In the 1860s Grand Lodge began a comprehensive rebuilding of the site in Great Queen Street around the first Freemasons’ Hall built by Thomas Sandby in 1774-6. Purchases of properties along Great Queen Street enabled the site to be expanded. The new headquarters was designed to draw a distinction between those areas used for Masonic meetings and the eating and drinking facilities of the Freemasons’ Tavern.
Recognising the growth in the number of lodges and in the administrative arrangements required, four lodge meeting rooms were to be built for the increasing number of lodges meeting in the area and accommodation was to be provided for the Grand Master, office accommodation for the Grand Secretary and his staff, a Committee Room, a Library and Morning/Reading Room and offices for the three Masonic charities (the Royal Masonic Institution for Girls (RMIG), the Royal Institution for Boys (RMIB) and the Royal Masonic Benevolent Institution (RMBI)). The Tavern would comprise a large banqueting hall and eleven other dining rooms of various sizes with kitchens. It would retain its own entrance from the street but there would also be direct access from the new building.
The architect whose designs won the competition for this work was Frederick Pepys Cockerell (1833-1878), son of the architect Charles Robert Cockerell. The new buildings were opened in April 1869.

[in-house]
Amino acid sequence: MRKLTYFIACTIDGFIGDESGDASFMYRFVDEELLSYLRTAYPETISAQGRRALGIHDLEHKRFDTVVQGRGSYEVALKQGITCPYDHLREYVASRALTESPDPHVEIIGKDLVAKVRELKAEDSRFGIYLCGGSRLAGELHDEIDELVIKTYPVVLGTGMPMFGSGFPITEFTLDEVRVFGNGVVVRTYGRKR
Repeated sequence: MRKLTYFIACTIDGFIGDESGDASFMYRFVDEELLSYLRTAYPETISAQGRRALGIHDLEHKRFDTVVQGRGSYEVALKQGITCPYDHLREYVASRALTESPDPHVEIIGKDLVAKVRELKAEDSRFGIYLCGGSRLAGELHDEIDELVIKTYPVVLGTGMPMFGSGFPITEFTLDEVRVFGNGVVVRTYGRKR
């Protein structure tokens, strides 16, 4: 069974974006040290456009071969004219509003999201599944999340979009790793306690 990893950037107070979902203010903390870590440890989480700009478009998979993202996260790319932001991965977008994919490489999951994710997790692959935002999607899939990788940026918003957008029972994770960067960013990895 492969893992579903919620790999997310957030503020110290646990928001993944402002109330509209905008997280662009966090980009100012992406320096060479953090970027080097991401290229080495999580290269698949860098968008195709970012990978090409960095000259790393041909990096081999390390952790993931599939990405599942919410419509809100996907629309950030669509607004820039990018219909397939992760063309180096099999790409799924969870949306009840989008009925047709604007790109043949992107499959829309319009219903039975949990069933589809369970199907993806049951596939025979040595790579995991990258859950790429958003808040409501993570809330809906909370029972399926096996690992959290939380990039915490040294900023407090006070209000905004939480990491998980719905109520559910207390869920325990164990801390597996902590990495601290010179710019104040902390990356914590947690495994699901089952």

On the night of 3rd May 1883, 125 years ago this month, Sandby’s Temple was badly damaged by fire. The Freemasons’ Chronicle reported “shortly before midnight, a fire was discovered at the Freemasons’ Hall … and by the time the fire engines arrived, the elegant hall known to Craftsmen as “the Temple” was completely destroyed”. In the fire the portraits of the past Grand Masters on the walls of the room were completely destroyed and the roof collapsed. The cause of the fire was “proved to be through a beam which was in too close proximity with the passage of a flue from the adjoining Tavern”. The rest of the building was largely unaffected.
Post fire discussions considered whether a new, larger hall should replace Sandby’s building but these plans for enlargement were abandoned in favour of reinstatement, the cost of which was covered by the proceeds of the insurance claim. This work had been completed by May 1884 allowing for some minor alterations to Sandby’s Hall to provide 100 extra seats, improved fire exits and a new system of ventilation.